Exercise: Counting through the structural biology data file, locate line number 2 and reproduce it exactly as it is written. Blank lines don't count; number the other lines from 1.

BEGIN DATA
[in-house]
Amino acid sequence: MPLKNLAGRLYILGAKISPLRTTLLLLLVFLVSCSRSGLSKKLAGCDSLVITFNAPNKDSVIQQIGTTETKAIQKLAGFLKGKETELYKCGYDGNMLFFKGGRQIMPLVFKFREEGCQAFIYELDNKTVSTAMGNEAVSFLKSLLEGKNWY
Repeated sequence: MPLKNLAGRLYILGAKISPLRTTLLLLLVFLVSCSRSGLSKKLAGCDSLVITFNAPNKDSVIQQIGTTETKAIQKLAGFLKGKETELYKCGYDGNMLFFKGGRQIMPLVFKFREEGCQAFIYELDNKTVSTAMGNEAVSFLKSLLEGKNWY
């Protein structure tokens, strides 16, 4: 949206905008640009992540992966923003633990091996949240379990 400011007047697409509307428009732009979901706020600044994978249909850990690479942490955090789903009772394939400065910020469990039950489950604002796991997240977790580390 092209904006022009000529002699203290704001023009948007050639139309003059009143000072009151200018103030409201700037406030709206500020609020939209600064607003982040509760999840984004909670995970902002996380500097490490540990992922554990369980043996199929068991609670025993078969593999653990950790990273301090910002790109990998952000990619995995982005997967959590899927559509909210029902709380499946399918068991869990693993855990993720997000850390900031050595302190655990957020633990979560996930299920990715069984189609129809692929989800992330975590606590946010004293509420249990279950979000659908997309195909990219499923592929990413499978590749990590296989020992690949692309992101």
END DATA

Amino acid sequence: MPLKNLAGRLYILGAKISPLRTTLLLLLVFLVSCSRSGLSKKLAGCDSLVITFNAPNKDSVIQQIGTTETKAIQKLAGFLKGKETELYKCGYDGNMLFFKGGRQIMPLVFKFREEGCQAFIYELDNKTVSTAMGNEAVSFLKSLLEGKNWY